O.O. Bogomolets National Medical University Department of General Surgery N1 “Approved” at the Methodist General Surgery Department #1 Council “___“________2006, protocol #________ Head of General Surgery Department #1 Professor _________O.DronovStudy Guide for Practical Work for Teachers and Students Topic: “Examination of surgical patient (part II). Objective examination of surgical patient. Methods of diagnosis establishment” Course 3 Foreign Students’ Medical Faculty Duration of the lesson – 90 min. Worked out by assistant S.V. Zemskov, MD Kyiv 2006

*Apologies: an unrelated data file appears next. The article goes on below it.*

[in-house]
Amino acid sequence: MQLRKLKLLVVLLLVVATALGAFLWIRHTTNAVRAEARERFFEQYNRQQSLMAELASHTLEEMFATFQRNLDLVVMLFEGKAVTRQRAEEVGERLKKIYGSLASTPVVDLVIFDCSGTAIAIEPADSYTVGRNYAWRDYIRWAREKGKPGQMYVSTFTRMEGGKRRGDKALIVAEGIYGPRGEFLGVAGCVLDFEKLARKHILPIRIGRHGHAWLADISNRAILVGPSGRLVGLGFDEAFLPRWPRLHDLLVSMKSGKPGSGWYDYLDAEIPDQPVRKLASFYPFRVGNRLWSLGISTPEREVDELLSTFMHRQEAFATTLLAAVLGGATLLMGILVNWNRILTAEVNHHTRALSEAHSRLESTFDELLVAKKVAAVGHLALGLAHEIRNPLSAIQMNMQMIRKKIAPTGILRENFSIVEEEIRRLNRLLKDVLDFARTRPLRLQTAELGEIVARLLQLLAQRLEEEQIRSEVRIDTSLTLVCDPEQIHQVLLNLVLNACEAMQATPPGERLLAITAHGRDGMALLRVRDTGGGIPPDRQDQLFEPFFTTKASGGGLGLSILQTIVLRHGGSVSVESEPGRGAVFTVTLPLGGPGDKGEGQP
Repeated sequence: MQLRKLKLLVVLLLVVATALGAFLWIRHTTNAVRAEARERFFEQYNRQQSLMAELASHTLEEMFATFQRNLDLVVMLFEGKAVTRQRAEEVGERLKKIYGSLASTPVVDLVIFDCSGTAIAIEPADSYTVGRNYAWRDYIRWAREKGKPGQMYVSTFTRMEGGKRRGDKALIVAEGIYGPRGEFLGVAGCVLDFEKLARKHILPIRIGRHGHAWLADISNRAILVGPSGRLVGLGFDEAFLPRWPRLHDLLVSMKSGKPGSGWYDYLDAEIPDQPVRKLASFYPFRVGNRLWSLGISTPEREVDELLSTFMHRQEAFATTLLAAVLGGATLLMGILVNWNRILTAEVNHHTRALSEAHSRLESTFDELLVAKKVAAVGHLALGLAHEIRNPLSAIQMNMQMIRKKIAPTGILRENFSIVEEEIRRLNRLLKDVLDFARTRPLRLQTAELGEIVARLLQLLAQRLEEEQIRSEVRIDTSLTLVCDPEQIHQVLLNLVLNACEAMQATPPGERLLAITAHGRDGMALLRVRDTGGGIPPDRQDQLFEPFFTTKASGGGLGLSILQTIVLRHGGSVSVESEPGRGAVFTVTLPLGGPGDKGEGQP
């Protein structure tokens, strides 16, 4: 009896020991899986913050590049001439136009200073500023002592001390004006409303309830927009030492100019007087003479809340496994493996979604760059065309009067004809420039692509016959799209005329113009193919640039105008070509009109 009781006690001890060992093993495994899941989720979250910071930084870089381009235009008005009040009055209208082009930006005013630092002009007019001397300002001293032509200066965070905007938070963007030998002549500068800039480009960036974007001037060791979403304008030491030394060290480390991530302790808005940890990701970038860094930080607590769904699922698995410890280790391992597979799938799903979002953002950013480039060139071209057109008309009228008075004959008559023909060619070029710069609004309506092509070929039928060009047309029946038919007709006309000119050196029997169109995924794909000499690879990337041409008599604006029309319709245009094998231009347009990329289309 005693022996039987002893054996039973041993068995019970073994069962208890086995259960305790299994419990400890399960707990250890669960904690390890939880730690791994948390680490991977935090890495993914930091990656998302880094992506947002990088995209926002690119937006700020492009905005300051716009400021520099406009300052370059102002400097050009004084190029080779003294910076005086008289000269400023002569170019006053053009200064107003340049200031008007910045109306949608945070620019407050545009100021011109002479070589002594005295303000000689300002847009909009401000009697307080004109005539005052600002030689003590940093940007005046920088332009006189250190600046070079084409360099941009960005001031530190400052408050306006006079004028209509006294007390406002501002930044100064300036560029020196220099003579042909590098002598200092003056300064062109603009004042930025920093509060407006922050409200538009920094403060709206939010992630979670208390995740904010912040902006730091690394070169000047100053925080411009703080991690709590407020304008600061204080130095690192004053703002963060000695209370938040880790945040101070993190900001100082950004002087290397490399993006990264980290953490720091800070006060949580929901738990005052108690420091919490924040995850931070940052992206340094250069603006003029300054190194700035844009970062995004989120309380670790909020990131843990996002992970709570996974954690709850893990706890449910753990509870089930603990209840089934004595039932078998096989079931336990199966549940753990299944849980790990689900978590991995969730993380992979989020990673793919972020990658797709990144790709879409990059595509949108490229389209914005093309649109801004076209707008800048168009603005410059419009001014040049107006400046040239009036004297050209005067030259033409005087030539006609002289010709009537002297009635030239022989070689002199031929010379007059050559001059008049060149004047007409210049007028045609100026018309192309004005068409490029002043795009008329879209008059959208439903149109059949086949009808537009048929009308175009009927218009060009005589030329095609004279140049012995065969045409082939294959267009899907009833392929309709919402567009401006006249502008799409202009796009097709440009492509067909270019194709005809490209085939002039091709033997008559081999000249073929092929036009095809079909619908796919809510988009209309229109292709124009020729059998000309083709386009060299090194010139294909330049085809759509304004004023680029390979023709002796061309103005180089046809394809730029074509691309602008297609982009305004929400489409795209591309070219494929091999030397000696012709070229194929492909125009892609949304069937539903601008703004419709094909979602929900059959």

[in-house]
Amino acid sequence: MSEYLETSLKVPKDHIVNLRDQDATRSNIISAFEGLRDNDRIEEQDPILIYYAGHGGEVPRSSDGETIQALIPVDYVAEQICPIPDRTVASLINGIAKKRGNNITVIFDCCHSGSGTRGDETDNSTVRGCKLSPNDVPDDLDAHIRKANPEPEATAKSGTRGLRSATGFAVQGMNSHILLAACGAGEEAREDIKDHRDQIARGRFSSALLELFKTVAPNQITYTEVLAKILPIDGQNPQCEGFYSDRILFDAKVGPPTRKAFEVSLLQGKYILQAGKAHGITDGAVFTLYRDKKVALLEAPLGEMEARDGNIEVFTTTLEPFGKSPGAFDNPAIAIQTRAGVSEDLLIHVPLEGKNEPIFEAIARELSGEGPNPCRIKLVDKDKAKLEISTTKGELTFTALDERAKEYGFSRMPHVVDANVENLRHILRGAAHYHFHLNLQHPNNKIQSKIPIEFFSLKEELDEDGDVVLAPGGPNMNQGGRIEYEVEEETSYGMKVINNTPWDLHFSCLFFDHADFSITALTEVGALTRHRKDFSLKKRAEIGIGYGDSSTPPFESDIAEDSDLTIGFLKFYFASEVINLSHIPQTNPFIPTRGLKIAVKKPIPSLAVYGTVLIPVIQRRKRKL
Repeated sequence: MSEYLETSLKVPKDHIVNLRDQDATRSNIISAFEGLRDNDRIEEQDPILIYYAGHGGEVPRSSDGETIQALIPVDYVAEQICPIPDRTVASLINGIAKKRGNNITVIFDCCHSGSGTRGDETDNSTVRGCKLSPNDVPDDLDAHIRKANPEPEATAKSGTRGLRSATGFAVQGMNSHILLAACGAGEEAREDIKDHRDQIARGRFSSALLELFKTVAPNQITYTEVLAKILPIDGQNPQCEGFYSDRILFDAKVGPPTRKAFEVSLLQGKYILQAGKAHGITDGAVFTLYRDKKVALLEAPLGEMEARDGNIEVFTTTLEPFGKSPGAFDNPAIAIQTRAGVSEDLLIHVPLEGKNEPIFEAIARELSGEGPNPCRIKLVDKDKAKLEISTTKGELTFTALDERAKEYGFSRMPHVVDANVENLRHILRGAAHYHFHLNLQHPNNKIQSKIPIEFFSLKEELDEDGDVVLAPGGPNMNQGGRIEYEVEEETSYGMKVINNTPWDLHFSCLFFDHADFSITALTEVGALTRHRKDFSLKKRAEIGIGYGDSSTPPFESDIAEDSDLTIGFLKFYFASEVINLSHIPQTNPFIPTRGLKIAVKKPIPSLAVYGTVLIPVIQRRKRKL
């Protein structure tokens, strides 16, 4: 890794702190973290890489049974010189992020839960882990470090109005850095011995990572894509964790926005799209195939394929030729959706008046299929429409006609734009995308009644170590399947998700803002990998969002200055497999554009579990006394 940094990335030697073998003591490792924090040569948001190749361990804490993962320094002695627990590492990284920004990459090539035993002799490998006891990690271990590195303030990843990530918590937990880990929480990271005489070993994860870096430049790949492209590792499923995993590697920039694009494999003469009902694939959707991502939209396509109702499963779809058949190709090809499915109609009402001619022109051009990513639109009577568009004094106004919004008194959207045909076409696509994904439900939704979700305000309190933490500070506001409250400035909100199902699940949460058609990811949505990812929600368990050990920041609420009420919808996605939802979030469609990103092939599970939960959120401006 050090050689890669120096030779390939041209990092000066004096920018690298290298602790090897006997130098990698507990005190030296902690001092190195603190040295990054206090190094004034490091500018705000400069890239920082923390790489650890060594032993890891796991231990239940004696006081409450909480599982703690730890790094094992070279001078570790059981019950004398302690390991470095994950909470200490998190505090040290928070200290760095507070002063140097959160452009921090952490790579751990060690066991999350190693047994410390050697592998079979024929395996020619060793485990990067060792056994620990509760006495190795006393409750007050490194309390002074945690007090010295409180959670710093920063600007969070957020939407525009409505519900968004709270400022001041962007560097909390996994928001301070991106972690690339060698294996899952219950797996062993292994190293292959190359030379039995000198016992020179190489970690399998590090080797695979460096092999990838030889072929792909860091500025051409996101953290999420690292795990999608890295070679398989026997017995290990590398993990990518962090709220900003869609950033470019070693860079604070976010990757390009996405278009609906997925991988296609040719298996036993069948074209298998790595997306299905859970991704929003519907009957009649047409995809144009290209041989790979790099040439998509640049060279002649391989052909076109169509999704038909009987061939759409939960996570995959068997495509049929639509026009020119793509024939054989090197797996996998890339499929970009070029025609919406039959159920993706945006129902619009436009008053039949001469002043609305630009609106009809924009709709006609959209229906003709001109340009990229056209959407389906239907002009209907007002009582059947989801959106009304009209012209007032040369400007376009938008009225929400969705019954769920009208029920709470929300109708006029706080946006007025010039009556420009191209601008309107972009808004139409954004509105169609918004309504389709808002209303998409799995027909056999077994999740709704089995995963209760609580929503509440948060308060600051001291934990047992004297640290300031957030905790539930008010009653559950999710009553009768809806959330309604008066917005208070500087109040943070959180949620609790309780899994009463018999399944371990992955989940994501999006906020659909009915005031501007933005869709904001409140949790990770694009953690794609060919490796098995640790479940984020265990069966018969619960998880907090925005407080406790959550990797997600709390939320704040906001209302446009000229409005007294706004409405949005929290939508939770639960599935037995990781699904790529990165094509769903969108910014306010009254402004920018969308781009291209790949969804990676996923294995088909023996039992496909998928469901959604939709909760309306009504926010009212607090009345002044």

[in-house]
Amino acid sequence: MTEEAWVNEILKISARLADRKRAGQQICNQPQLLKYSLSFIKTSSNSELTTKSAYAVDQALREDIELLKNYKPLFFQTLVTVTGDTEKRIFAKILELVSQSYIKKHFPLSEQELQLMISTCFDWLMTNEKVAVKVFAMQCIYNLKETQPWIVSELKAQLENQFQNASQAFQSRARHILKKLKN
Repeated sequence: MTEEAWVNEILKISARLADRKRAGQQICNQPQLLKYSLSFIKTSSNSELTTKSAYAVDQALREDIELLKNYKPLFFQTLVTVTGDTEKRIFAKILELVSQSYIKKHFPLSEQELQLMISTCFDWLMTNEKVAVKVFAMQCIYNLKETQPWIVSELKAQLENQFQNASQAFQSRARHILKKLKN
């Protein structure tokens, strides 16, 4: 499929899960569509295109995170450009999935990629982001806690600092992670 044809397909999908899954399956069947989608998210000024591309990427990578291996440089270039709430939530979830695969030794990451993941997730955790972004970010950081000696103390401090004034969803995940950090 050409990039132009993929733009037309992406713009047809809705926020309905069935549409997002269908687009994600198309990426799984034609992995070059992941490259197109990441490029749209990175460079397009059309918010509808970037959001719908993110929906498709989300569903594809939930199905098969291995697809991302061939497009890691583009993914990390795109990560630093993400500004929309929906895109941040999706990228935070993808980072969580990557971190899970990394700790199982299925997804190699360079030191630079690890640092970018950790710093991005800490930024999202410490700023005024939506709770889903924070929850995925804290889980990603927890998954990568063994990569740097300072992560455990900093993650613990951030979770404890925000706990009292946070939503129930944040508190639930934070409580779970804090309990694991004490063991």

I. Priorities of the subject Objective examination of the surgical patient is one of the most important steps inestablishment of correct diagnosis, especially if the patient is unconscious. The diagnosis shouldalways be proved by data of objective examination. These data are also a basis for indications forsurgical treatment. Compilation of data of subjective and objective examination brings one to thediagnosis establishment. Life and health of the patient depends on knowledge and attentivenessof the doctor who manages with his objective examination. II. The aim of training A.1. Student should be acquainted with the following subjects: – symptoms of surgical diseases – main acute abdominal surgical pathology – differentiating diagnosis – pattern of investigation of surgical patient – systems of evaluation of objective status of the patient (APACHE, RANSON, SAPS) A.2. Scope of the knowledge: – basic method of objective examination of the patient – definition of local status and its role in surgery – consequence of objective examination – inspection – palpation – percussion – auscultation – additional methods of investigation of surgical patient – method of establishment of diagnosis A.3 Student should be able to: - perform an inspection of patient - perform a palpation - percussion percussion - perform auscultation - write down the results of objective examination into the patients natural history III. Training and educational objectives 1. To facilitate understanding the importance of complete objective examination of the patient in order to establish correct diagnosis and indications for surgical treatment 2. To facilitate learning the principles of the medical ethics and the deontology in patients’ examination. 3. The exemplify the importance of the knowledge of the subject. IV. Interdisciplinary integrationSubject for study and Scope of knowledge Scope of skillscorresponding chairAnatomy Topography of visceral organs To be able to define the size and margins of the organs by objective examinationBiochemistry and Normal rates of in biological To be able to comment ratesorganic chemistry liquids of organism. Reasons and of biological liquids of